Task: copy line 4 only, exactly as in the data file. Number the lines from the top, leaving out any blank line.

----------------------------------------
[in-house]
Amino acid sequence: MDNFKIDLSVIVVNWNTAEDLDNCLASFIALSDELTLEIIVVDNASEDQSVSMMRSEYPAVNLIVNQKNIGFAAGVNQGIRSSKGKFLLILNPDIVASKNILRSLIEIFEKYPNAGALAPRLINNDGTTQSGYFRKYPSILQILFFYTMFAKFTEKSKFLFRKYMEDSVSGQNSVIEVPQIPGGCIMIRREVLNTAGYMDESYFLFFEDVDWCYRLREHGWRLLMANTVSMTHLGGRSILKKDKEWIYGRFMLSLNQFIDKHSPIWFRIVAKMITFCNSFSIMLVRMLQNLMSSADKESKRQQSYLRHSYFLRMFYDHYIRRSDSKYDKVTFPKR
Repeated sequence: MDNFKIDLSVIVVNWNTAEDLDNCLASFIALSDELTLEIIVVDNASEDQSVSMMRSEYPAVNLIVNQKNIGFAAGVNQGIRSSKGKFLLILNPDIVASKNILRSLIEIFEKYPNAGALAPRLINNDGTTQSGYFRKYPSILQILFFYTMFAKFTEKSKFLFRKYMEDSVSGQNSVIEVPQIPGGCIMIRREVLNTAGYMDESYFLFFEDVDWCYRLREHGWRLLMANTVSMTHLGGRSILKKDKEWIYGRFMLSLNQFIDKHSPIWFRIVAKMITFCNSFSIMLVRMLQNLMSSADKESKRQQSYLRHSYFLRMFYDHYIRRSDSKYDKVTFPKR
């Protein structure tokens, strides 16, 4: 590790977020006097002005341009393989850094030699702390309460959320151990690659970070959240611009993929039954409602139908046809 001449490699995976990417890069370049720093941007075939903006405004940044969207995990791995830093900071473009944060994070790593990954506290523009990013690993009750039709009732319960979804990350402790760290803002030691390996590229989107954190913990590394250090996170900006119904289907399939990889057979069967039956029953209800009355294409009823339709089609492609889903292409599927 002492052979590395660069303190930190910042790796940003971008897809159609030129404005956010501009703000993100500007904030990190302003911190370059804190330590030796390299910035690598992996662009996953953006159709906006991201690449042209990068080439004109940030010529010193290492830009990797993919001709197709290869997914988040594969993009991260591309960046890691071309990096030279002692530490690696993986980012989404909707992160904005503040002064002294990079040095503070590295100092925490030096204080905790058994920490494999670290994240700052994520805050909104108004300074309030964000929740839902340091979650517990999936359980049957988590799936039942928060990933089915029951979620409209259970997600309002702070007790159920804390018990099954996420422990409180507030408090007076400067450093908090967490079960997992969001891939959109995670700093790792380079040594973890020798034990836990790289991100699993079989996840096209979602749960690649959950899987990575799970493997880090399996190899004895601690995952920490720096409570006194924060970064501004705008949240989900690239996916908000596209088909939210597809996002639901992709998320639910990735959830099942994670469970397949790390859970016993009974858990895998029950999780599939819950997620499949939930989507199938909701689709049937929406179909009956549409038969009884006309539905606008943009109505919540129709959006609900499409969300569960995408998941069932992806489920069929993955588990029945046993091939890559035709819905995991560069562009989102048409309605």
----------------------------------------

């Protein structure tokens, strides 16, 4: 590790977020006097002005341009393989850094030699702390309460959320151990690659970070959240611009993929039954409602139908046809 001449490699995976990417890069370049720093941007075939903006405004940044969207995990791995830093900071473009944060994070790593990954506290523009990013690993009750039709009732319960979804990350402790760290803002030691390996590229989107954190913990590394250090996170900006119904289907399939990889057979069967039956029953209800009355294409009823339709089609492609889903292409599927 002492052979590395660069303190930190910042790796940003971008897809159609030129404005956010501009703000993100500007904030990190302003911190370059804190330590030796390299910035690598992996662009996953953006159709906006991201690449042209990068080439004109940030010529010193290492830009990797993919001709197709290869997914988040594969993009991260591309960046890691071309990096030279002692530490690696993986980012989404909707992160904005503040002064002294990079040095503070590295100092925490030096204080905790058994920490494999670290994240700052994520805050909104108004300074309030964000929740839902340091979650517990999936359980049957988590799936039942928060990933089915029951979620409209259970997600309002702070007790159920804390018990099954996420422990409180507030408090007076400067450093908090967490079960997992969001891939959109995670700093790792380079040594973890020798034990836990790289991100699993079989996840096209979602749960690649959950899987990575799970493997880090399996190899004895601690995952920490720096409570006194924060970064501004705008949240989900690239996916908000596209088909939210597809996002639901992709998320639910990735959830099942994670469970397949790390859970016993009974858990895998029950999780599939819950997620499949939930989507199938909701689709049937929406179909009956549409038969009884006309539905606008943009109505919540129709959006609900499409969300569960995408998941069932992806489920069929993955588990029945046993091939890559035709819905995991560069562009989102048409309605």